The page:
Tim Lundy: [00:08:27] And then their response, "And the angel said to them, “Fear not, for behold, I bring you good news of great joy that will be for all the people. 11For unto you is born this day in the city of David a Savior, who is Christ the Lord. 12And this will be a sign for you: you will find a baby wrapped in swaddling cloths and lying in a manger.” Now, as I looked at this angelic pronouncement, and again, here would be the difference, so often when we're looking at the stories, how we relate to it. But I was really looking at it and going, what can I learn from the angels? In fact, the more I began to study this passage, I was amazed at it. And maybe you hear that, and you go, Tim, if there's any passage I've heard at Christmas, I've heard Linus in the Charlie Brown special say it a hundred times.

Tim Lundy: [00:09:16] And yet, when you start digging in in it, you realize it's pretty radical what they're stating and what they're promising, especially in the context of that world, and I think that's what we often lose. In fact, I'll just walk you through it a little bit, and then we'll turn it toward how we could apply it, and then I'll ask you some questions of evaluation for your own life, and then we're going to end with some action steps.

Tim Lundy: [00:09:42] As you look at it, so the angel said to them, and the first thing we see here, he says, fear not. Fear not. In fact, this is the number one command in scripture, more than any other, we're commanded fear not, fear not, fear not. And every time the angels show up, they say, fear not. Now there's a good reason, I mean, it'd be kind of terrifying if you're out there and an angel shows up. But there's a deeper reason, and I think the reason God gives us this command over and over to not fear, is that frankly, we're a fearful people.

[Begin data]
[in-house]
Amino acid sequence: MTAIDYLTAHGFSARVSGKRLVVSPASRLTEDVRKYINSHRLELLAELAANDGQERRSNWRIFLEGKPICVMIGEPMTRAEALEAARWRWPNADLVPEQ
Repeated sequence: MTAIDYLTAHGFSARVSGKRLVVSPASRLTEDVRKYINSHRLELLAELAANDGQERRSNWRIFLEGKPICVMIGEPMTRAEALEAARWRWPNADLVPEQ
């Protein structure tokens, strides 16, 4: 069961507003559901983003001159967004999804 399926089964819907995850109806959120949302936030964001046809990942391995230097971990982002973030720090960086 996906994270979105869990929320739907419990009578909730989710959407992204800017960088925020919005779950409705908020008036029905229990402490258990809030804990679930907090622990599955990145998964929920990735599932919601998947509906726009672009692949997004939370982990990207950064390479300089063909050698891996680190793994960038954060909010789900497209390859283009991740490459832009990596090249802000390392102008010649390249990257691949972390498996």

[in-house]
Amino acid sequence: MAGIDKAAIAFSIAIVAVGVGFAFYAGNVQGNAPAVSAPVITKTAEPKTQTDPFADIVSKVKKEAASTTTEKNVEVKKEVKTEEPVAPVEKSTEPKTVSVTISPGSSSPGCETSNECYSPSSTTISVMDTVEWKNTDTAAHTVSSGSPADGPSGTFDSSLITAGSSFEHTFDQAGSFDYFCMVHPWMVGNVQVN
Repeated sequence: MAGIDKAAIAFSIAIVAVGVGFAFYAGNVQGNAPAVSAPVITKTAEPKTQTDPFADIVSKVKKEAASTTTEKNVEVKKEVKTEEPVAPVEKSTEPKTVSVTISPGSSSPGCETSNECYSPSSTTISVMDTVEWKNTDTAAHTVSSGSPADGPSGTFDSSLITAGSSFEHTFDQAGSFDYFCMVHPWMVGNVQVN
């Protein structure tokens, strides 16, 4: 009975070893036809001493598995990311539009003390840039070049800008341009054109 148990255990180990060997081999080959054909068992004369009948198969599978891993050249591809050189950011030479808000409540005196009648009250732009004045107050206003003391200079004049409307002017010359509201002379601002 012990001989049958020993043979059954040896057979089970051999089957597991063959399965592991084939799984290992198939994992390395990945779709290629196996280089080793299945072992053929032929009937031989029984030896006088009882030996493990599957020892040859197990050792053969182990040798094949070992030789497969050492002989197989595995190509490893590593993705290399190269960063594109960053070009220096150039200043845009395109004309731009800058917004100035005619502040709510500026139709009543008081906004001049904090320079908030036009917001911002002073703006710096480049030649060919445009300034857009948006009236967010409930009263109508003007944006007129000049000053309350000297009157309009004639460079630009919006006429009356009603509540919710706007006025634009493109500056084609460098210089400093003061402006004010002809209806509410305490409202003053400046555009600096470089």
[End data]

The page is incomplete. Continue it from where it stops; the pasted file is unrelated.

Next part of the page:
Tim Lundy: [00:10:15] In fact, I saw there's a site, an interesting guy. His name is Fred Culbertson, and he's collected and organized strange phobia, he's got a site phobialist.com. And so he's gone through, and he says in it that all these phobias are documented, they're real ones, medical ones. Listen to some of these, one of these is peladophobia, it's the fear of bald people, OK? Geniophobia, it's the fear of chins. I have a fear of my second one forming, I don't know if I've got a fear of chins in general. Aulophobia, it's the fear of flutes, so this isn't somebody you want to give tickets to the symphony, I guess. This one, I even have a hard time pronouncing it, paraskevidekatriaphobia, I'm sure I said that wrong, it's fear of Friday the 13th. I don't know if it's talking about the movies or that day, probably the day in it. Pentheraphobia, the fear of mother-in-law, I'm not going to touch it, just leave it alone. Pteronophobia, the fear of being tickled by feathers. Again, I look at these, I go, this is crazy. But that's what he's saying, these are literal phobias that people have.

Tim Lundy: [00:11:34] Now the reality is we are fearful people. I looked up one on my own, there's actually one, angelophobia, it's the fear of angels, and especially people are fearful that angels have arrived and they're going to bring judgment. Now, why would they have that fear? In fact, why would the shepherds be fearful of an angel? You know, frankly, there's good reason when you read through the Old Testament. Often when the angels show up, it's not a good sign, it's usually a sign of judgment, it's usually they're executing that judgment when they come. It's interesting when we get to the New Testament, something changes, now the angels are showing up, and they're not bringing a message of judgment, they're now bringing a message of hope and peace.